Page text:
My Mom and Dad are coming in tonight for a visit. It's been over a week since my wife has seen our son (and almost a week for me), who has been with them since last Thursday. We've been finding lots of other stuff to fill our time today: lesson preparation for Sunday School, paper for seminary, yard work, shopping, and so forth. Needless to say, we CAN'T WAIT to see our son (and Mom and Dad)!
Only God's irony would make tomorrow's lesson on Isaiah 40-66 (we're going through the Bible chronologically). Ironic because my Dad's favorite verse is Isaiah 40:31: "But they who wait for the LORD shall renew their strength; they shall mount up with wings like eagles; they shall run and not be weary; they shall walk and not faint." Waiting on God always seemed simple enough to understand (although much more difficult to accomplish): simply wait for Him to do whatever it is He is going to do. Easy, right?
Reading through Scripture chronologically has given me a much greater appreciation for the context of individual verses like Isaiah 40:31. Isaiah preached these words to a people who could not get away from the idols that had slowly penetrated society in Judah. These idols led the northern Kingdom (Israel) into Assyrian exile and captivity. Throughout much of the rest of Isaiah, he preaches against these idols as futile (41:21-29), foolish (44:9-20), and impotent (46:5-7). Is there a connection between waiting on God and idolatry?
The Israelites did not make a golden calf until they "saw that Moses delayed to come down from the mountain." (Exodus 32:1-6). When God would not save Judah from Syria, Ahaz "sacrificed to the gods of Damascus that had defeated him and said 'Because the gods of the kings of Syria helped them, I will sacrifice to them that they may help me.'" (2 Chronicles 28:23). When Assyria had finished with Israel, they began their assault on Judah, many of the inhabitants of which sought refuge and safety not from God, but from Egypt. (Isaiah 30).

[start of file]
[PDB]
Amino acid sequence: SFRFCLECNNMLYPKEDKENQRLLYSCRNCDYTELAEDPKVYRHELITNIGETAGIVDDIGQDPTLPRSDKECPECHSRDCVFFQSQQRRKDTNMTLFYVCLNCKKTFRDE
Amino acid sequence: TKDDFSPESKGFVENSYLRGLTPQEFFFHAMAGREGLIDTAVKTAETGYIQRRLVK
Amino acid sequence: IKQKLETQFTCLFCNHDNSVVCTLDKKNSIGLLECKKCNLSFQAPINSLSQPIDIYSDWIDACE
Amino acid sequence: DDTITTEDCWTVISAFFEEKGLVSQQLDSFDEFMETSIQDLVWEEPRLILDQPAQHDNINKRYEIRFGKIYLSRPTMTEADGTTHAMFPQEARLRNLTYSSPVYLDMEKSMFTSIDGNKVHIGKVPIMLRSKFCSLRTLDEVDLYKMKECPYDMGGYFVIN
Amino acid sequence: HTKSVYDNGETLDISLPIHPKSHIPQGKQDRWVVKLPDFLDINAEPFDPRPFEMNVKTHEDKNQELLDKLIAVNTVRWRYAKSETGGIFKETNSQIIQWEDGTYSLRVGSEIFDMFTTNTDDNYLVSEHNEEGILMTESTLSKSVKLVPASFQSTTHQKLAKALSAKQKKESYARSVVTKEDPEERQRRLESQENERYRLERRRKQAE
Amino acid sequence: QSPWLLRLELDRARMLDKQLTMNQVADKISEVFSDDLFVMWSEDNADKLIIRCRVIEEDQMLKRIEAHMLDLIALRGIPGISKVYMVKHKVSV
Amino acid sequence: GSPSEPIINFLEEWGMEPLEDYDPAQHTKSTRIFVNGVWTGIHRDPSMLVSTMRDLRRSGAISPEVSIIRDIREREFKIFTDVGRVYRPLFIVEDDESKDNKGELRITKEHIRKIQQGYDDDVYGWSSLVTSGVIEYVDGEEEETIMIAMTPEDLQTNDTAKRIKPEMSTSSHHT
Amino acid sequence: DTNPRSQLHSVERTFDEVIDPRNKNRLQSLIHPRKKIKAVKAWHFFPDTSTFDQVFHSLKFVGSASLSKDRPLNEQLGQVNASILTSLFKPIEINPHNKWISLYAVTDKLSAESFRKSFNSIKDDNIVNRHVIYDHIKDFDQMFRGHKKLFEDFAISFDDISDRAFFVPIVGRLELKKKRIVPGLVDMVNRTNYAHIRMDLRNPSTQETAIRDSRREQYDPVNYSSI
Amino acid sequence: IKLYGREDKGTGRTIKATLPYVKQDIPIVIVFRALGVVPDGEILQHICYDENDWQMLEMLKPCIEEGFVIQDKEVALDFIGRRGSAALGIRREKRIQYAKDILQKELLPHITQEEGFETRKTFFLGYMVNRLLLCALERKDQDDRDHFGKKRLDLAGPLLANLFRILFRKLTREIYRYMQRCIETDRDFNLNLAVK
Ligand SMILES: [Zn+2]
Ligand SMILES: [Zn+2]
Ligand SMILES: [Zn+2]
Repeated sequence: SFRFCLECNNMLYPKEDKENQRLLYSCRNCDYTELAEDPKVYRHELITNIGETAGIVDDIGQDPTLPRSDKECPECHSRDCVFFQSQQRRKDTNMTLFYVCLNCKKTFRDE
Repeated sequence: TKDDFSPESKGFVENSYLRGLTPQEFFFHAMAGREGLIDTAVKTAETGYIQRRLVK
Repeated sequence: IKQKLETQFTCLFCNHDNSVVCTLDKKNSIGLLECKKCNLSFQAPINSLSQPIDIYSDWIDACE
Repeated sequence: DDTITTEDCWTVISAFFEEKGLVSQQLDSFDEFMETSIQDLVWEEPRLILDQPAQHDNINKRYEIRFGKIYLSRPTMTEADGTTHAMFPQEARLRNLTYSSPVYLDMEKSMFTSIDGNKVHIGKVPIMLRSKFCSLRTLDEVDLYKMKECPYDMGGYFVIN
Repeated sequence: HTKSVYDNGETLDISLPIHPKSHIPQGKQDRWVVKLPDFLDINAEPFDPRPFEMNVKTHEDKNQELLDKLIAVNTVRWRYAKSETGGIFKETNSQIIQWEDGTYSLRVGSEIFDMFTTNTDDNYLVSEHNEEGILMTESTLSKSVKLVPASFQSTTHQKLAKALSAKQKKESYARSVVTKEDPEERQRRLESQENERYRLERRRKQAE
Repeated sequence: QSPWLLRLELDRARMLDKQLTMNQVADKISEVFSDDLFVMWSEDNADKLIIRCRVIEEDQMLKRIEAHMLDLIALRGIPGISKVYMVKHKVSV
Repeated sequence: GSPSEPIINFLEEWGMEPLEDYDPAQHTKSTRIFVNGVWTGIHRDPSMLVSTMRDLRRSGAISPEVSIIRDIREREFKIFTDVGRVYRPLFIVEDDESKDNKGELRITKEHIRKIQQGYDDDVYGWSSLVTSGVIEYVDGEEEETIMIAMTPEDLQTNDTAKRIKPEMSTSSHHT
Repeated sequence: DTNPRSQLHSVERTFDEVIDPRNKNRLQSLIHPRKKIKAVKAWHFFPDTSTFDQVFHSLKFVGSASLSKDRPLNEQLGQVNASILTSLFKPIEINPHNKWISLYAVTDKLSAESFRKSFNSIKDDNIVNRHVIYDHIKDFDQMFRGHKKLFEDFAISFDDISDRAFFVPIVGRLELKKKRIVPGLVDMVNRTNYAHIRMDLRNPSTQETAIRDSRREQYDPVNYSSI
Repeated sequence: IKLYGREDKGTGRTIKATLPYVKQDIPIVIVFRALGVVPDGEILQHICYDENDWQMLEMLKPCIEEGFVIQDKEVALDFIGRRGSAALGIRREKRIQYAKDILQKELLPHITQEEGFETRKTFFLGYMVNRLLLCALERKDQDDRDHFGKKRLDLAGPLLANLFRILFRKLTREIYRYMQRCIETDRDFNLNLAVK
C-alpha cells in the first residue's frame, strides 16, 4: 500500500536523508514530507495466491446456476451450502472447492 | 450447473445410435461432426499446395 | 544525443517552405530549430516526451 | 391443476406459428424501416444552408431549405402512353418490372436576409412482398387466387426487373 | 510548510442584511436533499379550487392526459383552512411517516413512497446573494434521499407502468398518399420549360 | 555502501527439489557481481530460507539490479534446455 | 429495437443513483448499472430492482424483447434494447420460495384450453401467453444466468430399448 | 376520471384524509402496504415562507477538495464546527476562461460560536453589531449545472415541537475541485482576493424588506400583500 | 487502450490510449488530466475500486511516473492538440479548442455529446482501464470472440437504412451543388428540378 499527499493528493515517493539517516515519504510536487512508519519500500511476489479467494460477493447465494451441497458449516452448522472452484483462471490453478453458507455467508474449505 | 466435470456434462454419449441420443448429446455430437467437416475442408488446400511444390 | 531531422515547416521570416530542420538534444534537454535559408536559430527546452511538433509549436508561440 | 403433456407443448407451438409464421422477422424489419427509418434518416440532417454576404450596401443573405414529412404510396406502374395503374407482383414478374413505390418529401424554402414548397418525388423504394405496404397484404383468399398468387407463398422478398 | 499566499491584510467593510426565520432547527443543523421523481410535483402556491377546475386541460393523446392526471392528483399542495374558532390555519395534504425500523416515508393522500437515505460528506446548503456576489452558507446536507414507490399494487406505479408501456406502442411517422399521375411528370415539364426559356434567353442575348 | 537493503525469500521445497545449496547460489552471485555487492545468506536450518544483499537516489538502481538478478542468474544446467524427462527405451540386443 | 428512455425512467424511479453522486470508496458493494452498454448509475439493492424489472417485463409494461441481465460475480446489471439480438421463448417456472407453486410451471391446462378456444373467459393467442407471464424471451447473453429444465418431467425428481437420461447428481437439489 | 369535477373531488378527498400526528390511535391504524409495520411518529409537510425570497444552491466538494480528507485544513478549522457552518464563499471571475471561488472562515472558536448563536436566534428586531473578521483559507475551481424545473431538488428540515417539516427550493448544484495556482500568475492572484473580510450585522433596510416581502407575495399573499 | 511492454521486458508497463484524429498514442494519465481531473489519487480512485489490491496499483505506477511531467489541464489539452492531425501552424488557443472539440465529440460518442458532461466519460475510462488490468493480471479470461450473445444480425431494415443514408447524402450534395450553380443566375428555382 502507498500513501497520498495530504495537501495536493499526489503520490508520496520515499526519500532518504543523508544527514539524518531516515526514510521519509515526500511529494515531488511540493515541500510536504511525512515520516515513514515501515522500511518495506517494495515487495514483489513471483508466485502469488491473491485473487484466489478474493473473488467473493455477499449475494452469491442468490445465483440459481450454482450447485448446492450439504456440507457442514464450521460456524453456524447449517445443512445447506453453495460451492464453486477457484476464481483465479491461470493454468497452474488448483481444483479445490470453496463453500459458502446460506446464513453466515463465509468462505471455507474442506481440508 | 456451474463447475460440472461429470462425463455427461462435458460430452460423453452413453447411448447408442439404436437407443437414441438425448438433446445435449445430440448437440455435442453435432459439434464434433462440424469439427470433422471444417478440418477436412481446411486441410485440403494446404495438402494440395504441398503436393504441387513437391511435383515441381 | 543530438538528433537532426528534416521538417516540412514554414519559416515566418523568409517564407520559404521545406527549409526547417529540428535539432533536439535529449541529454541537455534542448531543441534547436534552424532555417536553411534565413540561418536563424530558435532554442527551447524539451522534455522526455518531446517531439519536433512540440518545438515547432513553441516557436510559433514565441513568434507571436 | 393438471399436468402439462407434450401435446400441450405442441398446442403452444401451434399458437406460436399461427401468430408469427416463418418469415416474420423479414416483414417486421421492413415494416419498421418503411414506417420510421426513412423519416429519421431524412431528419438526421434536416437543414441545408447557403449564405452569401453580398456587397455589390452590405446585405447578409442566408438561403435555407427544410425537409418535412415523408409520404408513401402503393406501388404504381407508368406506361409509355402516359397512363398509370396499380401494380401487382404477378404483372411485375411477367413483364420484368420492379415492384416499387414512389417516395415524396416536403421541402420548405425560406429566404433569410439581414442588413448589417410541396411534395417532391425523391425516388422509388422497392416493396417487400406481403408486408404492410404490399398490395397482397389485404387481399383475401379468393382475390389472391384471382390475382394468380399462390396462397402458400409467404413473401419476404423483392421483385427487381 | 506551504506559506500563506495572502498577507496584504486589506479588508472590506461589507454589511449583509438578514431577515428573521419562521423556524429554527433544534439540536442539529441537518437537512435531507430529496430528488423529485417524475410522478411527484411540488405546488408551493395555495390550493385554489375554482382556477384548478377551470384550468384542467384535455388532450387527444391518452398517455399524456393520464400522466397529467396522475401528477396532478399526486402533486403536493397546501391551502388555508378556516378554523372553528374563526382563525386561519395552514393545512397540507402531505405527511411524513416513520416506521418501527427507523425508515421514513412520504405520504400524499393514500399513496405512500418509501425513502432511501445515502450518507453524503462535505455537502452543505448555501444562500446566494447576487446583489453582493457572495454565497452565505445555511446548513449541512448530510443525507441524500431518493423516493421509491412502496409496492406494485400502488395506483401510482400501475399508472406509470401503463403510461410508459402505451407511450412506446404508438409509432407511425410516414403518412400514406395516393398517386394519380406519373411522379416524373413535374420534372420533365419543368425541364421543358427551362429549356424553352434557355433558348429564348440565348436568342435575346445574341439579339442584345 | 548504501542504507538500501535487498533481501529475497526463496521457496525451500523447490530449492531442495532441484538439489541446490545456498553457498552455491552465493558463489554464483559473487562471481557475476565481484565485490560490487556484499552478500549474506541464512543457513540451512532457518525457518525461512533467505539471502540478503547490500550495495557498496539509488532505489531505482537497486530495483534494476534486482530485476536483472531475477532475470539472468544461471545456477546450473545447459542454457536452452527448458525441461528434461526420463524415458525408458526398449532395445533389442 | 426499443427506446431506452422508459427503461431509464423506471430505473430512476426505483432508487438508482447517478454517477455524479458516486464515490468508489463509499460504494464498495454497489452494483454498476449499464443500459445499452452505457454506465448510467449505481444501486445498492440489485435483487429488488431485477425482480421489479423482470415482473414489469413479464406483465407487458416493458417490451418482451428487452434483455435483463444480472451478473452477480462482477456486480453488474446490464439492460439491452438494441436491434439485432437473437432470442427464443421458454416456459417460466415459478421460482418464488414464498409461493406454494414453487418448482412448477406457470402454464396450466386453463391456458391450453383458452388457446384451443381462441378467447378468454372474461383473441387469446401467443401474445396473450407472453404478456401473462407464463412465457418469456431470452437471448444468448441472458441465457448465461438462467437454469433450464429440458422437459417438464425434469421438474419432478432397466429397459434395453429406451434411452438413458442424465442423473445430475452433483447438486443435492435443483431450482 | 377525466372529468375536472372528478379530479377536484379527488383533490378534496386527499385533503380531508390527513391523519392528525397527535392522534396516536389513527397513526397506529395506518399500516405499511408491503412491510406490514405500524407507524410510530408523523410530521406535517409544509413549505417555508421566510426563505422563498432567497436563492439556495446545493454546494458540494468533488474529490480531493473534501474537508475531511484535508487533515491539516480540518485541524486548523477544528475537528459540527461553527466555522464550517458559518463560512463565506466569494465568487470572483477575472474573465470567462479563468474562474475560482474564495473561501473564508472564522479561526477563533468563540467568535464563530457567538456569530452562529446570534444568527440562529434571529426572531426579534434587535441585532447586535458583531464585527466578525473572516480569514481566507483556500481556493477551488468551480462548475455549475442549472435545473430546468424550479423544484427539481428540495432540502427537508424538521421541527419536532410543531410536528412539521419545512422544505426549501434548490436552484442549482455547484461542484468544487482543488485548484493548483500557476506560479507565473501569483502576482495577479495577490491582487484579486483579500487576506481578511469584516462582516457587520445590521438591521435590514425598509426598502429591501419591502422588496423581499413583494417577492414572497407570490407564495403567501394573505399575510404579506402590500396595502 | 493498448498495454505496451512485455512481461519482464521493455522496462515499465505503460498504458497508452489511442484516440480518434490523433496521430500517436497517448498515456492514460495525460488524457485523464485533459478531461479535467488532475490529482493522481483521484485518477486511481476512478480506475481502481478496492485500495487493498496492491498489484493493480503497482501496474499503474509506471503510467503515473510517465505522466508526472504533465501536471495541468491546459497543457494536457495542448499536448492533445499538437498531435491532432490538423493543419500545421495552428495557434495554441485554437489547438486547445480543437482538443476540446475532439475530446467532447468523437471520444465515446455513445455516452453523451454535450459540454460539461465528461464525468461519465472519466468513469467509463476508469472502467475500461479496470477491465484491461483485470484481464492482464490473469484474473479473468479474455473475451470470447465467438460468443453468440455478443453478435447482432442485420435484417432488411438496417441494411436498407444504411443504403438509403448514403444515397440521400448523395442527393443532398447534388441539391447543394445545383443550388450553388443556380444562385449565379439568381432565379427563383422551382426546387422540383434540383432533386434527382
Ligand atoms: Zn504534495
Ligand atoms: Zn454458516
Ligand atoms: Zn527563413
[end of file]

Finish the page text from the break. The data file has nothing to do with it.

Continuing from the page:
The Israelites worshiped a calf instead of waiting on God. Ahaz worshiped the idols of his conquerors instead of waiting on God. Those in Judah who fled to Egypt trusted military strength in numbers instead of trusting God. They moved for salvation before God was ready to provide it. In each instance there was an idol - something which was worshiped or trusted in other than God - and in each instance God was preempted. These are but a few examples.
So are these things meant to occupy our time and assuage that "can't wait" feeling of anxiety and loneliness without our own idols? Are we trusting in them instead of waiting on God? What else do we trust in for salvation and strength instead of waiting on God? Money is just paper and it cannot save us, but do we trust in it for happiness, strength, and the fellowship that 'status' can bring?
Here's a thought (from Isaiah nonetheless): since we broke the Old Covenant with our idols that replaced God, Jesus became the basis of a New Covenant (Isaiah 42:1-9, 48:3-8). Jesus came to pay the penalty for our treachery under the Old Covenant (Isaiah 53:4-12). Shouldn't we trust in that for happiness? God is powerful, rewarding, caring, immeasurable, wise, just, incomparable, creator, all knowing, all powerful, all present, gracious, and merciful (among other things) (Isaiah 40:9-29). Shouldn't we trust in Him for strength? Jesus is Immanuel - God with us (Isaiah 7:10-17). Shouldn't we trust in that for true fellowship?
Our efforts to get to God, find happiness, get through the day accomplishing everything that must be done, and find lasting friendship will wear us out. That's life - it's exhausting. "Even youths shall faint and be weary, and young men shall fall exhausted; but they who wait for the Lord shall renew their strength; they shall mount up with wings like eagles; they shall run and not be weary; they shall walk and not faint." Isaiah 40:30-31. Only Jesus can satisfy; only Jesus can strengthen; only Jesus can save.
I follow Christ. I have a beautiful wife Megan and three wonderful children, Harrisen, Rebekah, and Carter. I am a candidate for a Ph.D. in ethics from Midwestern Baptist Theological Seminary, have an M.Div. from Liberty Baptist Theological Seminary and a JD from the University of Arkansas, am licensed to practice law in several state and federal courts, and live in Rogers, Arkansas. I write a blog and produce a podcast. And I do it all that others may know Christ.